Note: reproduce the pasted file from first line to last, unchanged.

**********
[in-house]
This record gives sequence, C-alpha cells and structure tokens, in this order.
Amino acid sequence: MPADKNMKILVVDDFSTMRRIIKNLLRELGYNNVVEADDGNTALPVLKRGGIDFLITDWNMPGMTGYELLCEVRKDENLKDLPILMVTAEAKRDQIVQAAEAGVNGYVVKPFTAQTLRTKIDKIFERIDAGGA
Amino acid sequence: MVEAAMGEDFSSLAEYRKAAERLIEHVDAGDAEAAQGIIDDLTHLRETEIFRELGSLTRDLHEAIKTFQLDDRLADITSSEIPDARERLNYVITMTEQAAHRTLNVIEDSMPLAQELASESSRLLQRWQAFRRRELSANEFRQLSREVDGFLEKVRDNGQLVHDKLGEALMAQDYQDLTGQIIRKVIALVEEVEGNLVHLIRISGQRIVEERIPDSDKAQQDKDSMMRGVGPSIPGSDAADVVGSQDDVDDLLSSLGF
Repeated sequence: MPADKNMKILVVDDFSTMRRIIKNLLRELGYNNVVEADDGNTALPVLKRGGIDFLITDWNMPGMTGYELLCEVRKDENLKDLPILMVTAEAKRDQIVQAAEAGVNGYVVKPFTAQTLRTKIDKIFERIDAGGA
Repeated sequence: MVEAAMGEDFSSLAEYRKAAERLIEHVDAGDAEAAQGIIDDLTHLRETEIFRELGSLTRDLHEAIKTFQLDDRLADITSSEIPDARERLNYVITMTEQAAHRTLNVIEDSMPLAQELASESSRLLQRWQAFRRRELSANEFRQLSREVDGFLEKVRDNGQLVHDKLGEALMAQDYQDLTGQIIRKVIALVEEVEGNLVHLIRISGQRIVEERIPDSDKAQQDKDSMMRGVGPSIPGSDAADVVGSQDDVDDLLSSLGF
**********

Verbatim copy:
[in-house]
This record gives sequence, C-alpha cells and structure tokens, in this order.
Amino acid sequence: MPADKNMKILVVDDFSTMRRIIKNLLRELGYNNVVEADDGNTALPVLKRGGIDFLITDWNMPGMTGYELLCEVRKDENLKDLPILMVTAEAKRDQIVQAAEAGVNGYVVKPFTAQTLRTKIDKIFERIDAGGA
Amino acid sequence: MVEAAMGEDFSSLAEYRKAAERLIEHVDAGDAEAAQGIIDDLTHLRETEIFRELGSLTRDLHEAIKTFQLDDRLADITSSEIPDARERLNYVITMTEQAAHRTLNVIEDSMPLAQELASESSRLLQRWQAFRRRELSANEFRQLSREVDGFLEKVRDNGQLVHDKLGEALMAQDYQDLTGQIIRKVIALVEEVEGNLVHLIRISGQRIVEERIPDSDKAQQDKDSMMRGVGPSIPGSDAADVVGSQDDVDDLLSSLGF
Repeated sequence: MPADKNMKILVVDDFSTMRRIIKNLLRELGYNNVVEADDGNTALPVLKRGGIDFLITDWNMPGMTGYELLCEVRKDENLKDLPILMVTAEAKRDQIVQAAEAGVNGYVVKPFTAQTLRTKIDKIFERIDAGGA
Repeated sequence: MVEAAMGEDFSSLAEYRKAAERLIEHVDAGDAEAAQGIIDDLTHLRETEIFRELGSLTRDLHEAIKTFQLDDRLADITSSEIPDARERLNYVITMTEQAAHRTLNVIEDSMPLAQELASESSRLLQRWQAFRRRELSANEFRQLSREVDGFLEKVRDNGQLVHDKLGEALMAQDYQDLTGQIIRKVIALVEEVEGNLVHLIRISGQRIVEERIPDSDKAQQDKDSMMRGVGPSIPGSDAADVVGSQDDVDDLLSSLGF